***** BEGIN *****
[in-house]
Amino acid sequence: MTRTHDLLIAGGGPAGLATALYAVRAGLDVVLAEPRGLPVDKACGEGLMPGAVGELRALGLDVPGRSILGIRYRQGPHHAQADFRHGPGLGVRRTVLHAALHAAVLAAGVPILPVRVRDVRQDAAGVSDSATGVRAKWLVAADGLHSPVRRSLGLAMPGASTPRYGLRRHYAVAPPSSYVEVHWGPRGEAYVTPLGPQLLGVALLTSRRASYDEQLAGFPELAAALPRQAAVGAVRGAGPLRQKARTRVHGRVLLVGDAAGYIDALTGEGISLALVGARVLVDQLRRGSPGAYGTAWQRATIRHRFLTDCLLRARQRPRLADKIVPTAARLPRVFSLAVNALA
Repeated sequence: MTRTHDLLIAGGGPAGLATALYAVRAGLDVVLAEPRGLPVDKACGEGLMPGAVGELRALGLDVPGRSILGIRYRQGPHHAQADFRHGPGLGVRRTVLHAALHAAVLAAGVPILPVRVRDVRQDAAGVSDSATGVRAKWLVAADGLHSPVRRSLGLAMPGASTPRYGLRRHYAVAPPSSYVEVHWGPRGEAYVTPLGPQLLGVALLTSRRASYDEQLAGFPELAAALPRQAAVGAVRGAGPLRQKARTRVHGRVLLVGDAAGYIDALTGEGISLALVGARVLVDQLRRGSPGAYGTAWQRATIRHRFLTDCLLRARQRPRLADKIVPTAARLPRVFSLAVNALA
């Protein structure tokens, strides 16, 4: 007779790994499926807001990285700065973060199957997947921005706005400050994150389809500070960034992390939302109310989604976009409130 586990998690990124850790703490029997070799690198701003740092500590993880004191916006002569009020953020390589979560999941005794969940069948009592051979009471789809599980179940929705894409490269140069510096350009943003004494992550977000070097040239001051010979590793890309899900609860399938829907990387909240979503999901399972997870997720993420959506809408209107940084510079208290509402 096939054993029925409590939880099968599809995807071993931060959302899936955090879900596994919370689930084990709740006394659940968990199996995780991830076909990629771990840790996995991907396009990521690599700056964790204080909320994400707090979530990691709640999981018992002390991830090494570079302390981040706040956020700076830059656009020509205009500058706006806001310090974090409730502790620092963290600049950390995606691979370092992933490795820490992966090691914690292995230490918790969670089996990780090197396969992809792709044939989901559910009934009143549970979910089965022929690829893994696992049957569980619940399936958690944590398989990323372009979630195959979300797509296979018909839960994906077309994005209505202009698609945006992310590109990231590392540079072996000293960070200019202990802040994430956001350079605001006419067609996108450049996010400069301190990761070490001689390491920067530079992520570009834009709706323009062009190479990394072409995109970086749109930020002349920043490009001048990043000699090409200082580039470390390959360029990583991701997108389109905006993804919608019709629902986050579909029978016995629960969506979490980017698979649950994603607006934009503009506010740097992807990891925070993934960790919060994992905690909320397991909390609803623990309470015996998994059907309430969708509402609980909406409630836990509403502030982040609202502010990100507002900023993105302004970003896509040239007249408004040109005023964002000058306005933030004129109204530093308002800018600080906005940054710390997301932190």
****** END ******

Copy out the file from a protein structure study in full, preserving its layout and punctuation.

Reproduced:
[in-house]
Amino acid sequence: MTRTHDLLIAGGGPAGLATALYAVRAGLDVVLAEPRGLPVDKACGEGLMPGAVGELRALGLDVPGRSILGIRYRQGPHHAQADFRHGPGLGVRRTVLHAALHAAVLAAGVPILPVRVRDVRQDAAGVSDSATGVRAKWLVAADGLHSPVRRSLGLAMPGASTPRYGLRRHYAVAPPSSYVEVHWGPRGEAYVTPLGPQLLGVALLTSRRASYDEQLAGFPELAAALPRQAAVGAVRGAGPLRQKARTRVHGRVLLVGDAAGYIDALTGEGISLALVGARVLVDQLRRGSPGAYGTAWQRATIRHRFLTDCLLRARQRPRLADKIVPTAARLPRVFSLAVNALA
Repeated sequence: MTRTHDLLIAGGGPAGLATALYAVRAGLDVVLAEPRGLPVDKACGEGLMPGAVGELRALGLDVPGRSILGIRYRQGPHHAQADFRHGPGLGVRRTVLHAALHAAVLAAGVPILPVRVRDVRQDAAGVSDSATGVRAKWLVAADGLHSPVRRSLGLAMPGASTPRYGLRRHYAVAPPSSYVEVHWGPRGEAYVTPLGPQLLGVALLTSRRASYDEQLAGFPELAAALPRQAAVGAVRGAGPLRQKARTRVHGRVLLVGDAAGYIDALTGEGISLALVGARVLVDQLRRGSPGAYGTAWQRATIRHRFLTDCLLRARQRPRLADKIVPTAARLPRVFSLAVNALA
């Protein structure tokens, strides 16, 4: 007779790994499926807001990285700065973060199957997947921005706005400050994150389809500070960034992390939302109310989604976009409130 586990998690990124850790703490029997070799690198701003740092500590993880004191916006002569009020953020390589979560999941005794969940069948009592051979009471789809599980179940929705894409490269140069510096350009943003004494992550977000070097040239001051010979590793890309899900609860399938829907990387909240979503999901399972997870997720993420959506809408209107940084510079208290509402 096939054993029925409590939880099968599809995807071993931060959302899936955090879900596994919370689930084990709740006394659940968990199996995780991830076909990629771990840790996995991907396009990521690599700056964790204080909320994400707090979530990691709640999981018992002390991830090494570079302390981040706040956020700076830059656009020509205009500058706006806001310090974090409730502790620092963290600049950390995606691979370092992933490795820490992966090691914690292995230490918790969670089996990780090197396969992809792709044939989901559910009934009143549970979910089965022929690829893994696992049957569980619940399936958690944590398989990323372009979630195959979300797509296979018909839960994906077309994005209505202009698609945006992310590109990231590392540079072996000293960070200019202990802040994430956001350079605001006419067609996108450049996010400069301190990761070490001689390491920067530079992520570009834009709706323009062009190479990394072409995109970086749109930020002349920043490009001048990043000699090409200082580039470390390959360029990583991701997108389109905006993804919608019709629902986050579909029978016995629960969506979490980017698979649950994603607006934009503009506010740097992807990891925070993934960790919060994992905690909320397991909390609803623990309470015996998994059907309430969708509402609980909406409630836990509403502030982040609202502010990100507002900023993105302004970003896509040239007249408004040109005023964002000058306005933030004129109204530093308002800018600080906005940054710390997301932190």